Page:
Chet dropped his gaze back to the dust. It wasn’t as if he and Rory were still dating, not since their amicable break up last week, but he still valued her opinion. Dating Rory had made Chet feel very uncomfortable, and he’d been relieved after breaking up with her. It wasn’t that he didn’t like her—he did!—but he’d felt so self-conscious. Rory’s status as a Shadow Dancer made him cringe. Then again, every one of Professor Tibbet’s graduate students was a god affiliate... save himself.

  Few people on Uos doubted the existence of the Pantheon of gods. There was no question of belief or faith when it came to powerful, long-lived beings that radiated energy like a nuclear-hot zone. Few in numbers, they tended to stay on the God Plain. Ancient humans had thought it an ethereal place, but these days rational people considered it a different dimension. Close to the physical reality of Uos but not of it. Distance was a good thing. Personally, Chet hated the idea of beings that could crush you with a look; he wanted no truck with the Pantheon. Nor their political system, family squabbles, incest, back stabbing or dynastic power struggles. Nothing.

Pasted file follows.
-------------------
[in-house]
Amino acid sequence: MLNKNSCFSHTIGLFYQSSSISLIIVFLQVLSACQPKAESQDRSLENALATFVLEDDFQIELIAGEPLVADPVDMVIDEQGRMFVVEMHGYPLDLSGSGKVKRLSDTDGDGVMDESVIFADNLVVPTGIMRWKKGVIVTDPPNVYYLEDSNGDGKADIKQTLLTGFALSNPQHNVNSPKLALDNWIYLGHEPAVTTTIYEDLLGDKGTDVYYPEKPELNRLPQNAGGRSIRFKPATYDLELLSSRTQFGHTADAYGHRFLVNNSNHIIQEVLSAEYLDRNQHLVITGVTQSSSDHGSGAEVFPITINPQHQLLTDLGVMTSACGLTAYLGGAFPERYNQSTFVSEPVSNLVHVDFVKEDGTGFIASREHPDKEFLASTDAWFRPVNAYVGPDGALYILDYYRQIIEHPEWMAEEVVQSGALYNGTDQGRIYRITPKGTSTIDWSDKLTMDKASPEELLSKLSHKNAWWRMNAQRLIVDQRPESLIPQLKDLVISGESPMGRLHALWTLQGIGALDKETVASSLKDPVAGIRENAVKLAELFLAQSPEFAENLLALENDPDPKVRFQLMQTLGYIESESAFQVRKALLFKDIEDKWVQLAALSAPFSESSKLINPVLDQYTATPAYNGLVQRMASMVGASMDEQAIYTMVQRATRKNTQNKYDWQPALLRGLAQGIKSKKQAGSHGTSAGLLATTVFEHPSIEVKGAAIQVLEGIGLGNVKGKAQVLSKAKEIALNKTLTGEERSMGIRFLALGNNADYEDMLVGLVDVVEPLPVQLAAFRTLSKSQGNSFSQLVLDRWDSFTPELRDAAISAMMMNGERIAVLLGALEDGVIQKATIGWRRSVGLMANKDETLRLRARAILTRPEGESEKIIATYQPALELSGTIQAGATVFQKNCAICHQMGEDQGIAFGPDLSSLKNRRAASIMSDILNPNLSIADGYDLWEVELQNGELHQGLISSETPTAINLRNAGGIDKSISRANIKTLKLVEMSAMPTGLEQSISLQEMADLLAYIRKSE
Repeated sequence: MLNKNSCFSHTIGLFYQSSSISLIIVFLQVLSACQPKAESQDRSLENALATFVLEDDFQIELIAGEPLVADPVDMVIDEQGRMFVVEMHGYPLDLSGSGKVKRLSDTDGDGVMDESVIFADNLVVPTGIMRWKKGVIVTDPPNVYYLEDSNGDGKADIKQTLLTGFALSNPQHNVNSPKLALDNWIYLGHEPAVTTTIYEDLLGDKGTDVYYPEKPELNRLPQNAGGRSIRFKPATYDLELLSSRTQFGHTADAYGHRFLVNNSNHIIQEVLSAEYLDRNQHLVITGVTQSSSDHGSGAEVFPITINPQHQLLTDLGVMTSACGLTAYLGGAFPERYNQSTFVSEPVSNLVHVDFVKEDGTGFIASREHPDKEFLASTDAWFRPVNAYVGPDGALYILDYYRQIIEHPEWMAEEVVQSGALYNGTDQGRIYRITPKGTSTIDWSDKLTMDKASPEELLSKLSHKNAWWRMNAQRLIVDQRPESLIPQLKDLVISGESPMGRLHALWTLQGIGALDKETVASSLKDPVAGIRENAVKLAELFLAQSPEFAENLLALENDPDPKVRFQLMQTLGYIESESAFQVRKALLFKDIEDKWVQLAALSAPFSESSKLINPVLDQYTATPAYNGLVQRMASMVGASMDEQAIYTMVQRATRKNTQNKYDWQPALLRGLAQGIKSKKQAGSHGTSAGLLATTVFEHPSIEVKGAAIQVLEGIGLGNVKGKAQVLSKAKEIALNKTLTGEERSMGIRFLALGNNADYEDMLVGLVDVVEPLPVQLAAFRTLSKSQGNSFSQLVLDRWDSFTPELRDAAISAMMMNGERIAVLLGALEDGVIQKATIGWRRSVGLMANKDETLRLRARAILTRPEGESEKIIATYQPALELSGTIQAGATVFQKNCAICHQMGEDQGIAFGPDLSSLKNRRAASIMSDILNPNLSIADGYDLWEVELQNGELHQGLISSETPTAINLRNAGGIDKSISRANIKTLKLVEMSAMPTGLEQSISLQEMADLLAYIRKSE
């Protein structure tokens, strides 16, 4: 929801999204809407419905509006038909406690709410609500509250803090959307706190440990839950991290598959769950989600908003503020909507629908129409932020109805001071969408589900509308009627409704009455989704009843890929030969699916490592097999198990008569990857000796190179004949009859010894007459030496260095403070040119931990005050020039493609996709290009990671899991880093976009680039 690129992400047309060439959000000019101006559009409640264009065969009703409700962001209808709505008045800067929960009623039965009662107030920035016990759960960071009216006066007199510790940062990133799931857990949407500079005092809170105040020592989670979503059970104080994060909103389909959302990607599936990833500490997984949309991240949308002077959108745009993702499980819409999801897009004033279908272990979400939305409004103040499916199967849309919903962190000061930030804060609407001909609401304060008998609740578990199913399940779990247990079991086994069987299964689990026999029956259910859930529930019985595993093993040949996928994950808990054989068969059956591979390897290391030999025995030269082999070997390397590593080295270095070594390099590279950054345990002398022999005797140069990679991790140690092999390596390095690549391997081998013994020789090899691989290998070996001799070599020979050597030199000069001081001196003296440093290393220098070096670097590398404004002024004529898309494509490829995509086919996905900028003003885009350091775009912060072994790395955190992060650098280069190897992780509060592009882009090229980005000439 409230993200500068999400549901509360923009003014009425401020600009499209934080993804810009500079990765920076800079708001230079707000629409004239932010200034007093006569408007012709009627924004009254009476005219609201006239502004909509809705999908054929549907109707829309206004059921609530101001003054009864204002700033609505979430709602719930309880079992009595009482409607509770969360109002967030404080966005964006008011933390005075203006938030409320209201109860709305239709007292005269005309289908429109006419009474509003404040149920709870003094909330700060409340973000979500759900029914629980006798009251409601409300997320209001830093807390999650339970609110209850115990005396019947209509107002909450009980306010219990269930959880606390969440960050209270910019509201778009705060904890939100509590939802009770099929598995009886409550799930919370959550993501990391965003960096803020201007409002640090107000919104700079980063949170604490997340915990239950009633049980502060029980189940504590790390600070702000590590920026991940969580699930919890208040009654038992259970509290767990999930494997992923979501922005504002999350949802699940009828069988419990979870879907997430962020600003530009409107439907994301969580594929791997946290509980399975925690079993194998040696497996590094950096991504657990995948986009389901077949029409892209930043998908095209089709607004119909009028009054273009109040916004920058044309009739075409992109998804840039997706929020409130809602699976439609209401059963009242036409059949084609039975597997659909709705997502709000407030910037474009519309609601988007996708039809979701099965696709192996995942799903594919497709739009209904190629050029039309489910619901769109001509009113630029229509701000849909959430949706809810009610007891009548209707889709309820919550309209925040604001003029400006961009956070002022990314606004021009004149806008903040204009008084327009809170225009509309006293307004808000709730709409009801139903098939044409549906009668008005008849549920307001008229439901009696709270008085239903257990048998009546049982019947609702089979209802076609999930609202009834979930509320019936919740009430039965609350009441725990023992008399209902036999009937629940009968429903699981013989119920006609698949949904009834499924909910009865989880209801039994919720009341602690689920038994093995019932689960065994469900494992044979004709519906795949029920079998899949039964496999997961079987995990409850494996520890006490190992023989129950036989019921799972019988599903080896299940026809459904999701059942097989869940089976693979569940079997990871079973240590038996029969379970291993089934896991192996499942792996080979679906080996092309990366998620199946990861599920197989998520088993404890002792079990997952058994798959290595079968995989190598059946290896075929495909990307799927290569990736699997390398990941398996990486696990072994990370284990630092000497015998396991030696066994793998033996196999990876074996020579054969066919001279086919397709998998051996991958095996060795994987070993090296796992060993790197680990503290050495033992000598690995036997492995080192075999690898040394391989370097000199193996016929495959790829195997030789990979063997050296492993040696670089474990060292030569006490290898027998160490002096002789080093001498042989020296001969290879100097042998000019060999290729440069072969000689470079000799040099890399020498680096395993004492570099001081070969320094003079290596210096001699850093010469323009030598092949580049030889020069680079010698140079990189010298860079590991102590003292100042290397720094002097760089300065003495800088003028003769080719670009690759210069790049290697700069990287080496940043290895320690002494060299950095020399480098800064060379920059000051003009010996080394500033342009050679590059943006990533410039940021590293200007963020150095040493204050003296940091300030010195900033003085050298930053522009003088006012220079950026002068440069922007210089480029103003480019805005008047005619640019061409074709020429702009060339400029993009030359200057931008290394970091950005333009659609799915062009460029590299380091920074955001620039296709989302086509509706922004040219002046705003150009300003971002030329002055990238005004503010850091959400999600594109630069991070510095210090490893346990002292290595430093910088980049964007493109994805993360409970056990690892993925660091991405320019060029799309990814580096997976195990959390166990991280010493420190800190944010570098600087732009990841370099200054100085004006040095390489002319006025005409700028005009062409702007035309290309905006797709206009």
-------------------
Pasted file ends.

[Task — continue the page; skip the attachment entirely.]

Well... maybe a few of the gods were okay. But the one Chet really liked was dead, alas.

  “Hey, want to get some water at the pavilion?” Rory said as she wandered over to his pit, wiping her grimy face with a handkerchief. It didn’t make much difference. Rory was of the bistre race, a brown skin tone so dark she almost looked purple.

  As usual, Chet was awed by her beauty. He always wondered what a girl like her had ever seen in a guy like him. “Maybe later.”

  “Suit yourself.” She looked like she wanted to say more, her mouth tight as she walked away.